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Piehler testifies before U.S. House of Representatives subcommittee on flooding and resilience in NC

March 30, 2021

On Tuesday, March 23, 2021 Mike Piehler, director of the UNC Institute for the Environment, was a witness before the U.S. House of Representatives Subcommittee on Water Resources and Environment. Piehler gave testimony and answered questions about research at Carolina and the value it can provide to the U.S. Army Corps of Engineers while implementing The Water Resources Development Act of 2020 (WRDA 2020).

The Subcommittee on Water Resources and Environment has oversight of the U.S. Army Corps of Engineers and invited experts in their field to provide their experience with flooding and resilience in their respective communities.  Congress has granted significant responsibility to the Corps to carry out vital water resources development and has been tasked with implementing policies enacted in WRDA 2020.

“North Carolina is an excellent model system to consider the essential provisions of WRDA 2020,” Piehler said. “North Carolina has an impressive extent and diversity of coastal habitats that deliver value to both people and the natural system. Unfortunately, North Carolina has also had more experience than we’d like with hurricanes, having had 36 storms affect the state since the late 1990s. These storms present threats from wind, storm surge, and precipitation. In records kept since 1898, six of the seven biggest rain events in North Carolina have occurred in the past 20 years.”

Piehler outlined current research at Carolina and the importance of convergence research, which is an approach that engages interdisciplinary research teams with stakeholders and communities to tackle complex problems with relevance to society.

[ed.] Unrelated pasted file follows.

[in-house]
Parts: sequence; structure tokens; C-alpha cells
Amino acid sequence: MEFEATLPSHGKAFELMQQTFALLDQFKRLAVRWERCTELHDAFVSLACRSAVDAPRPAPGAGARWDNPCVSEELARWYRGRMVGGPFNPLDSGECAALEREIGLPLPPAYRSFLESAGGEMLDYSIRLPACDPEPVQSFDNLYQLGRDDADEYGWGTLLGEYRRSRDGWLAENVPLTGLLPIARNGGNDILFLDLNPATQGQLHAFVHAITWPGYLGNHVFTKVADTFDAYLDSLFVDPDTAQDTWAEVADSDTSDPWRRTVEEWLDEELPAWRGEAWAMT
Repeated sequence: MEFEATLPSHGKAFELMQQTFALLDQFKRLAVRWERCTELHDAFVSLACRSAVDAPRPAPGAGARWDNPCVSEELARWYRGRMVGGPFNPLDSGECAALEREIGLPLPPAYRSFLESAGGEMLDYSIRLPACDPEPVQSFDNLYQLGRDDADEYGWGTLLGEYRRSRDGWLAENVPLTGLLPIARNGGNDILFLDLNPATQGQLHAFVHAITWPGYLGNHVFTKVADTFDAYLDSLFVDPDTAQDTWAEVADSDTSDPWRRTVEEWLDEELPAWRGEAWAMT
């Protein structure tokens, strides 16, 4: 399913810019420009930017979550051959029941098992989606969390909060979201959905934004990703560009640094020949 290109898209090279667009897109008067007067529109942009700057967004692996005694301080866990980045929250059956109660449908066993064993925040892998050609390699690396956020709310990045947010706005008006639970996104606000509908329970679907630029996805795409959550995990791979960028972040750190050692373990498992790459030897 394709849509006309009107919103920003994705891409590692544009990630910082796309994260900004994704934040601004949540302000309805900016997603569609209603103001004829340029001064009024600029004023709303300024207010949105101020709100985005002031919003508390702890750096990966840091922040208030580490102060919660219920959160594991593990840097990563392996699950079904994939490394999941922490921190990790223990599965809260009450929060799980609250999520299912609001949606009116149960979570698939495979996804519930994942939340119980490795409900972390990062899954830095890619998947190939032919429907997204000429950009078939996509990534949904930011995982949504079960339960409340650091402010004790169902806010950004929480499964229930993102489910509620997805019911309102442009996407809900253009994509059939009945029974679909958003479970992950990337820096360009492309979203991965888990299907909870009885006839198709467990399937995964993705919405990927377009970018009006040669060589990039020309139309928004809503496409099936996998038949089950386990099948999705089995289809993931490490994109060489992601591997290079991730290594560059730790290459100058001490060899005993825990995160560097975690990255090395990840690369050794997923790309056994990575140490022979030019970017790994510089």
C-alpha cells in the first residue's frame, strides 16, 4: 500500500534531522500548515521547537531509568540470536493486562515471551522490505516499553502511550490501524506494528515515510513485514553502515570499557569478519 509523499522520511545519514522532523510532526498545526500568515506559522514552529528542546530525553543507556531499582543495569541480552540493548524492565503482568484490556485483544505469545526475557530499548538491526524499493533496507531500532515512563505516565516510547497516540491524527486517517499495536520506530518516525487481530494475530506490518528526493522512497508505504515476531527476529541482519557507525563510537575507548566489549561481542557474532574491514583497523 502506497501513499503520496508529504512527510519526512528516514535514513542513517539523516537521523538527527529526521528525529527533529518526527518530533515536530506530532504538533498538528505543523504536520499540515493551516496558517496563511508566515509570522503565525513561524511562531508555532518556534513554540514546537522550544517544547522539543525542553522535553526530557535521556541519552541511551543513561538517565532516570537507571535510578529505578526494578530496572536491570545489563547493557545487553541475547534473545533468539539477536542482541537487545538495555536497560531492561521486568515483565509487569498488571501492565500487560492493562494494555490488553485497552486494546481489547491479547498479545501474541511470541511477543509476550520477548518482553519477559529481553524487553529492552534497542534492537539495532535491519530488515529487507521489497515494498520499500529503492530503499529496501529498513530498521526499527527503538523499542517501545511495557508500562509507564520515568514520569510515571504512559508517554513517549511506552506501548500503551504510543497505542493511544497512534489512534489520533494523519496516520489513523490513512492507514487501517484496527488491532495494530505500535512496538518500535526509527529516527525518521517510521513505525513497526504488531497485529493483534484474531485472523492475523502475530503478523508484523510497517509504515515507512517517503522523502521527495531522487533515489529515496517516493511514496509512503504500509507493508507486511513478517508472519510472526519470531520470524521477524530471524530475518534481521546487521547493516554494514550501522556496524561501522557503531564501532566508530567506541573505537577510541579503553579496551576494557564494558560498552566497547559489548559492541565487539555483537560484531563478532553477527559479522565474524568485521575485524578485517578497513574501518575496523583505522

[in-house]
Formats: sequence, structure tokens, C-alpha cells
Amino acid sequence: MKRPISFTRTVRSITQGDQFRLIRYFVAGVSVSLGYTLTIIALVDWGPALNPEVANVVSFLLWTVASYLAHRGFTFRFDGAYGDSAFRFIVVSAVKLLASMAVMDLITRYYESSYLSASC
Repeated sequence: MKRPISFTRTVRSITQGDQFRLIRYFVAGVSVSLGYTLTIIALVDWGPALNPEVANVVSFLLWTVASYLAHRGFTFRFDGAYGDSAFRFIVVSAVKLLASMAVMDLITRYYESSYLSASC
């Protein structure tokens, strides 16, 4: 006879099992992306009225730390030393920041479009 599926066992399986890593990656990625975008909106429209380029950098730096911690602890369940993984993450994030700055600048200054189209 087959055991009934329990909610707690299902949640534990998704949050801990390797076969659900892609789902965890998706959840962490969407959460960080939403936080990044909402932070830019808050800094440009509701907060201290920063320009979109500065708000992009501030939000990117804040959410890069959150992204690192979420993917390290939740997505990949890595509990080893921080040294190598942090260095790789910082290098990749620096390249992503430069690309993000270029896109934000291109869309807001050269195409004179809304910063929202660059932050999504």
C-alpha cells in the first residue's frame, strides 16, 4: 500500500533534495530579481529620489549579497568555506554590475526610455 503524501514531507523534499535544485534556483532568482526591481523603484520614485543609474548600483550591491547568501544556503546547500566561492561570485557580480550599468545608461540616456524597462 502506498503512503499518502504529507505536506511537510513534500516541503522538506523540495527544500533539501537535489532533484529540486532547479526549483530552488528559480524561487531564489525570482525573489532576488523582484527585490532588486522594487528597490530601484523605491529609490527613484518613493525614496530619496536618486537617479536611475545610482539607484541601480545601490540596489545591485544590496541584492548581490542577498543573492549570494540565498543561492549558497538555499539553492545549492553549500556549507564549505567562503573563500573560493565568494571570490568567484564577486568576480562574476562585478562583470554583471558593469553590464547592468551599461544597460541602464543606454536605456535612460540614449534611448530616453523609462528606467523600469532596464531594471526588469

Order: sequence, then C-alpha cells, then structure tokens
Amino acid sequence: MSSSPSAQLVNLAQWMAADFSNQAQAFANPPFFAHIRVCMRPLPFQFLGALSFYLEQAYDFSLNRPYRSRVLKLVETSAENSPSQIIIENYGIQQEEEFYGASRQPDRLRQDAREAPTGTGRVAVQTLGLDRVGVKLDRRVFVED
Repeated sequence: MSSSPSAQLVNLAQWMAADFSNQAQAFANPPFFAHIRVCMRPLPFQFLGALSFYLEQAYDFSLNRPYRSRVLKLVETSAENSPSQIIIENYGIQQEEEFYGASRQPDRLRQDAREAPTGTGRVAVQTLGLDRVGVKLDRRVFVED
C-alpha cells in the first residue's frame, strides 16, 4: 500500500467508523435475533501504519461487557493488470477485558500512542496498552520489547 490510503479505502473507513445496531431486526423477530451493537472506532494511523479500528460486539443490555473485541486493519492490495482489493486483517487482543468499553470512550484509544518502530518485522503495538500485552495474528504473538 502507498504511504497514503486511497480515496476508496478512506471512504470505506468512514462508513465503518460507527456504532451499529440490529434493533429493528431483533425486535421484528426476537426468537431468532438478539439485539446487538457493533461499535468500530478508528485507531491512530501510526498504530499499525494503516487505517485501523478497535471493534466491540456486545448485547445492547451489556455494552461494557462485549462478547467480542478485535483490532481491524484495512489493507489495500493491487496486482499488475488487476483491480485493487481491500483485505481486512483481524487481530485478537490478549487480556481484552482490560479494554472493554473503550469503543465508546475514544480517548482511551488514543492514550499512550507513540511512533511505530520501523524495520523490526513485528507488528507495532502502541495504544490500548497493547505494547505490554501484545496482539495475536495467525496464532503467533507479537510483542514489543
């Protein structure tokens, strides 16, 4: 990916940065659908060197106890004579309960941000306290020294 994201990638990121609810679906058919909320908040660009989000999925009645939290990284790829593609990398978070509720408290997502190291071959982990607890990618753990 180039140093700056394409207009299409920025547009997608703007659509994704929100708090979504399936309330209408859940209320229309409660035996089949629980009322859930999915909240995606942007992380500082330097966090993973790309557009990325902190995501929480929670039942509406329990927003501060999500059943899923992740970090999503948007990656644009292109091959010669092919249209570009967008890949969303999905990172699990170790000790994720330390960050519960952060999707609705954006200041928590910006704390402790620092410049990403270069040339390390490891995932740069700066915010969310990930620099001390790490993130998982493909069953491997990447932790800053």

“It is clear that flooding is a transdisciplinary challenge and cannot be solved with individual expertise, but rather requires the integration of multiple concepts to develop new perspectives. Our team includes natural scientists, social scientists, and engineers who have the shared goal to provide new information to reduce damage from floods and storms, and as a result create economic, environmental and social benefits,” Piehler said.

The research team’s work in Wilmington, NC, highlights the effectiveness of the convergence approach. The community’s reliance on its natural infrastructure, such as wetlands and beaches makes it vulnerable to uncertain environmental threats, such as harmful algal blooms, flooding and hurricanes. Community engagement at the front of the study strengthens the effort by being more comprehensive and robust. Their approach also emphasizes social science and connections to financial risk incurred by the community.

“In summary, embracing the interconnectedness and complexity of managing aquatic systems opens the door for solutions to a range of challenges,” Piehler said. “Consider a tidal marsh created through beneficial use of sediments. Evaluation of the dredging operation will have been improved by a clear vision of the beneficial fate of the sediment generated and the full suite of values delivered by the marsh. Sustaining the economy and the environment around quickly changing aquatic systems is a grand challenge, but it can be met, and it is clear that WRDA 2020 is poised to contribute to meeting this challenge.”

Kelly Dockham, federal affairs director at UNC-Chape Hill, noted that Piehler’s participation as a witness at the hearing is an example of Carolina faculty’s impact on state and federal level policy.

“As one of the top research universities in the nation we value the opportunity to share the latest findings from our researchers and to help identify solutions to challenging policy topics with lawmakers,” said Dockham.

Mike Piehler is the director of the UNC Institute for the Environment; professor of Marine Sciences and Environmental Sciences and Engineering and chief sustainability officer and special assistant to the chancellor for sustainability at the University of North Carolina at Chapel Hill.